The Quality Of The Breeder Is Reflected In The Quality Of The Dog

 

Anyone can be a breeder...put a male and a female together at the right time and a couple months later you have puppies...a few weeks after that, place an ad in the paper and bring in the money!  The newspapers show the availability of AKC purebred puppies in a variety of breeds as well as those mixed breeds or "designer" breeds.  Without a doubt everyone who placed those ads are breeders.  The problem is that all breeders are not created equal...just as the animals they produce.  

It is your decision and the decision of your family on not only the breed you want, but how much support you want after the sale and how much money you want to spend.  If neither matter to you, then you have a large selection of breeders to choose from and you can probably save a couple hundred dollars too.  Of course, in order to make that savings and lack of support worth it, you would have to buy the perfect dog.  So, if that is what you are looking for, no need to read any further and I wish you good luck as you are going to need it.  If you are looking for a long term investment from a source that works to preserve the integrity of a breed, then your choice of breeders narrows considerably and you have a lot more work to do.

If you have just started looking or even if you have purchased dogs or other animals in the past, you may not have realized the differences in breeders and may even view it like you are buying a used car....you just hope you won't get taken and don’t end up buying a lemon.  There are some things to watch for that will increase your odds of getting a good, healthy match for you and your family.  I have listed below my opinion on some major groupings of breeders based on what they offer both in support and quality of their animals.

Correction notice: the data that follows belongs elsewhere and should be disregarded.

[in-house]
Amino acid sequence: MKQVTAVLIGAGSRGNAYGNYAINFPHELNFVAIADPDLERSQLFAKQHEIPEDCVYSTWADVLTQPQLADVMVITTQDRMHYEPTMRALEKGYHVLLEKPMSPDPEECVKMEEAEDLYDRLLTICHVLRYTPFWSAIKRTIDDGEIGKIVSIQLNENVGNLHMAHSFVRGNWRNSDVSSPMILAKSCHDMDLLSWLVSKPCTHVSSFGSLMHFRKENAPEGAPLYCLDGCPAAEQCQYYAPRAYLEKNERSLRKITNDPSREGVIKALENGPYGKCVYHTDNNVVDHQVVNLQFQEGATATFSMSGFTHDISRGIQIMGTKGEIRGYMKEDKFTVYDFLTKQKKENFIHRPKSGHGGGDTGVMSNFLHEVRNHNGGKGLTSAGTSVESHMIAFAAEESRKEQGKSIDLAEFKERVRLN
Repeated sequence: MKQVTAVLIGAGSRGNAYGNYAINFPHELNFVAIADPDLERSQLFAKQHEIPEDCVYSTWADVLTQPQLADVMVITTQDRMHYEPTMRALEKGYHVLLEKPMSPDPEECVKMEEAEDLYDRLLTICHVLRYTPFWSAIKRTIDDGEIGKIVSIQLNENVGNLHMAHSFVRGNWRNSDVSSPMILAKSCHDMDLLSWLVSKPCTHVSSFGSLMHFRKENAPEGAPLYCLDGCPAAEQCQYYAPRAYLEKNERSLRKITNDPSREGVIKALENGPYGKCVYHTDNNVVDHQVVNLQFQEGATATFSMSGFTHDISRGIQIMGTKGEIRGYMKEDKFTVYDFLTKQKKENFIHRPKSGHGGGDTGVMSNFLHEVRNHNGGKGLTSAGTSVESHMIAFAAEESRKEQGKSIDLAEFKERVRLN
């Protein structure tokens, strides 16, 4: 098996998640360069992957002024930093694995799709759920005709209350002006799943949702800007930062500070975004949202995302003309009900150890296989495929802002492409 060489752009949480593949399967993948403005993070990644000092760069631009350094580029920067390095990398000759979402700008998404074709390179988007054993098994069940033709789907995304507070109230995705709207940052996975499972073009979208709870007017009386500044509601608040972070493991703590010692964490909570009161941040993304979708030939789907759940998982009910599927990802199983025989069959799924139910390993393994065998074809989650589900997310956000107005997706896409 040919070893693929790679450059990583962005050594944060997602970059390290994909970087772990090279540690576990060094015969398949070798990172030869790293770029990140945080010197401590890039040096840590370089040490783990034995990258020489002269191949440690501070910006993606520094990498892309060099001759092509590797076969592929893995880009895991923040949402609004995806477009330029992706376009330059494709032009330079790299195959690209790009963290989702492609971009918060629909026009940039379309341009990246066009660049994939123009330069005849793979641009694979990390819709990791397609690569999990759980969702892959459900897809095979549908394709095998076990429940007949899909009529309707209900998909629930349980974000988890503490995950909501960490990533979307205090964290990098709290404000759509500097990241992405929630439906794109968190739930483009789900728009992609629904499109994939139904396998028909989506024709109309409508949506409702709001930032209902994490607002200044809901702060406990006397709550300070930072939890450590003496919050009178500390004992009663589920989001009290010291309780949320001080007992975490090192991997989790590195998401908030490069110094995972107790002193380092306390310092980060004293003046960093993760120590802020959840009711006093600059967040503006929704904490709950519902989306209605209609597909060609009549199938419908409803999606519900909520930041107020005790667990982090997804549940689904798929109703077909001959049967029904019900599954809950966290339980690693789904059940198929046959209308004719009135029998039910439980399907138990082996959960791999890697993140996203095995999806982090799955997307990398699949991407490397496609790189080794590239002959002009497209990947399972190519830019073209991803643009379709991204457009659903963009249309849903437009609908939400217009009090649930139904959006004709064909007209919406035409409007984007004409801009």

The "What A Deal!" Breeder


As close as your nearest supermarket entrance, bulletin board, or discount ad circular....they have a special offer just for you because they realize how much you (or your puppy infatuated child) would love to have a dog.  Cash is the only method of payment, and they share how wonderful the Mom and Dad are and they have been healthy all their life.  They may ask cursory questions about your family but they won't be doing house inspections and they probably won't offer their phone number or ask for yours for follow up.  The reasons for placing the puppy or dog could range from "we didn't expect another litter so soon" to "we wanted the kids to see the miracle of birth" to "we are moving and just can't take them all". Their only qualifier for you to buy their dog is the money in your hand.  You go home thinking you have a great deal and maybe even helped out some people who were in a bind.  If things go wrong and that suddenly healthy dog has seizures or Hip Dysplasia or any other problems, your good deal suddenly isn't.  

 

The "Quality Purebred Puppy" Breeder